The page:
CRISPR editing of anti-anemia drug target rescues independent preclinical models of retinitis pigmentosa

Cell Rep Med. 2024 Mar 15:101459. doi: 10.1016/j.xcrm.2024.101459. Online ahead of print.


Retinitis pigmentosa (RP) is one of the most common forms of hereditary neurodegeneration. It is caused by one or more of at least 3,100 mutations in over 80 genes that are primarily expressed in rod photoreceptors. In RP, the primary rod-death phase is followed by cone death, regardless of the underlying gene mutation that drove the initial rod degeneration. Dampening the oxidation of glycolytic end products in rod mitochondria enhances cone survival in divergent etiological disease models independent of the underlying rod-specific gene mutations. Therapeutic editing of the prolyl hydroxylase domain-containing protein gene (PHD2, also known as Egln1) in rod photoreceptors led to the sustained survival of both diseased rods and cones in both preclinical autosomal-recessive and dominant RP models. Adeno-associated virus-mediated CRISPR-based therapeutic reprogramming of the aerobic glycolysis node may serve as a gene-agnostic treatment for patients with various forms of RP.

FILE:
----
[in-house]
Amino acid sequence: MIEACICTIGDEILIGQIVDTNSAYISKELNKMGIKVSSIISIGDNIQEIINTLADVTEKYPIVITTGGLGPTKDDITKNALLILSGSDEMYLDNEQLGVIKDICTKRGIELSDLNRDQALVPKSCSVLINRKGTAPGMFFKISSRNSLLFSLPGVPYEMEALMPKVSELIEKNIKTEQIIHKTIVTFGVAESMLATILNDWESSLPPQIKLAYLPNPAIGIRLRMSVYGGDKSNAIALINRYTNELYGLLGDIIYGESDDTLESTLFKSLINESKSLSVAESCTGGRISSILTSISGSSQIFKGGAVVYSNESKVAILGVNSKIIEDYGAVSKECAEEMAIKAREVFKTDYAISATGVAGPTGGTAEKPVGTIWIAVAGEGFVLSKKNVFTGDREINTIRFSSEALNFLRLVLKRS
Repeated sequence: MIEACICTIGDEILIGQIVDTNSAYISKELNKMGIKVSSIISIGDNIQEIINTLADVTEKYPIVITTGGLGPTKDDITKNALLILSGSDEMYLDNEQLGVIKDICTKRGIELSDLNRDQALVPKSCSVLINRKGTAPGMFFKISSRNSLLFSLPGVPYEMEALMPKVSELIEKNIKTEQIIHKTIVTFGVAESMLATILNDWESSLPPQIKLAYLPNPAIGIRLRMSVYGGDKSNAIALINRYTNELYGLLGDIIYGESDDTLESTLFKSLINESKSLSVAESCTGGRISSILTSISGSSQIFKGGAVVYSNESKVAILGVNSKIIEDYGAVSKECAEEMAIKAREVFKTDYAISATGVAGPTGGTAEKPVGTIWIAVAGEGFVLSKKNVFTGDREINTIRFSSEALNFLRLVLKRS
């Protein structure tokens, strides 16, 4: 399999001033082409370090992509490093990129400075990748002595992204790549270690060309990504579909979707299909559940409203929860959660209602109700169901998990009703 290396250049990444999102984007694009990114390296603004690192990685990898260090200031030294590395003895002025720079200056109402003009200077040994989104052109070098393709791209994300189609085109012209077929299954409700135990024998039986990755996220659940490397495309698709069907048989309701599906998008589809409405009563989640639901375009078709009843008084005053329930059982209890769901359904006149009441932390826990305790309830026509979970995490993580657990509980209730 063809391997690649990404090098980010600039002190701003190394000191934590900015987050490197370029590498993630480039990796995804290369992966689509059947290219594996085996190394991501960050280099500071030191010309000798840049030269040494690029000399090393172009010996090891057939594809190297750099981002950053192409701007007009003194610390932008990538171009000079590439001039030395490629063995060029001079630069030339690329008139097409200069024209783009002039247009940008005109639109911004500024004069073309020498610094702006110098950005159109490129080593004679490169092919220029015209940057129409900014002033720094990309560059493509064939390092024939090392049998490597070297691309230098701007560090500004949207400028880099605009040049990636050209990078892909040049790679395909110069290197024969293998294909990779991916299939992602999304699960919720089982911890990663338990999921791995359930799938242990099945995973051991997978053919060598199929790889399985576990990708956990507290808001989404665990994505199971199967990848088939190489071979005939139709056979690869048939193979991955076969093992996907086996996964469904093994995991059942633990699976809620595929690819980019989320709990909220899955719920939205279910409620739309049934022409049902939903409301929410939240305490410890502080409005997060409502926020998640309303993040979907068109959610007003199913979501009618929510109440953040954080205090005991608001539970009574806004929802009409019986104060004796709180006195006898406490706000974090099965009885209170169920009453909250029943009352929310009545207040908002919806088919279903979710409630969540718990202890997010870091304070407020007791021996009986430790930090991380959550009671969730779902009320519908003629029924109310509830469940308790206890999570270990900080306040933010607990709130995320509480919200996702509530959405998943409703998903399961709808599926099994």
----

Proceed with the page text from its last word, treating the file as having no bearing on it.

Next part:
PMID:38518771 | DOI:10.1016/j.xcrm.2024.101459